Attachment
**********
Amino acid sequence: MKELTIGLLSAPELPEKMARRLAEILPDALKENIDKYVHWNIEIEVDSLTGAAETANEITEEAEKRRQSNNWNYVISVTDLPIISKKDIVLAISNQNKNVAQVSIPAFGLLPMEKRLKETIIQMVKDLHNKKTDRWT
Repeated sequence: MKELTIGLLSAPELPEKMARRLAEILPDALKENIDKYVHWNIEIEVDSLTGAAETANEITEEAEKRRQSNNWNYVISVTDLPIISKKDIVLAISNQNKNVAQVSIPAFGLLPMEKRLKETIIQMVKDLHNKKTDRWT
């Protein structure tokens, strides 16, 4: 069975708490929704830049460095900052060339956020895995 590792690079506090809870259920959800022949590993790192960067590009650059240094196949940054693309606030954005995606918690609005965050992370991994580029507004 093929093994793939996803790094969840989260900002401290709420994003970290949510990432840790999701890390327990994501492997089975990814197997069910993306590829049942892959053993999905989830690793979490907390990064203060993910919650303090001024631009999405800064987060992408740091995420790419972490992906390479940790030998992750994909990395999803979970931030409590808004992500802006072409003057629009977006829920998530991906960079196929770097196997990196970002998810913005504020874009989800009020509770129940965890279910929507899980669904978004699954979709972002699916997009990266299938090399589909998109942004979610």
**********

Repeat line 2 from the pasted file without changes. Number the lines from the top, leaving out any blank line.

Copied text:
Repeated sequence: MKELTIGLLSAPELPEKMARRLAEILPDALKENIDKYVHWNIEIEVDSLTGAAETANEITEEAEKRRQSNNWNYVISVTDLPIISKKDIVLAISNQNKNVAQVSIPAFGLLPMEKRLKETIIQMVKDLHNKKTDRWT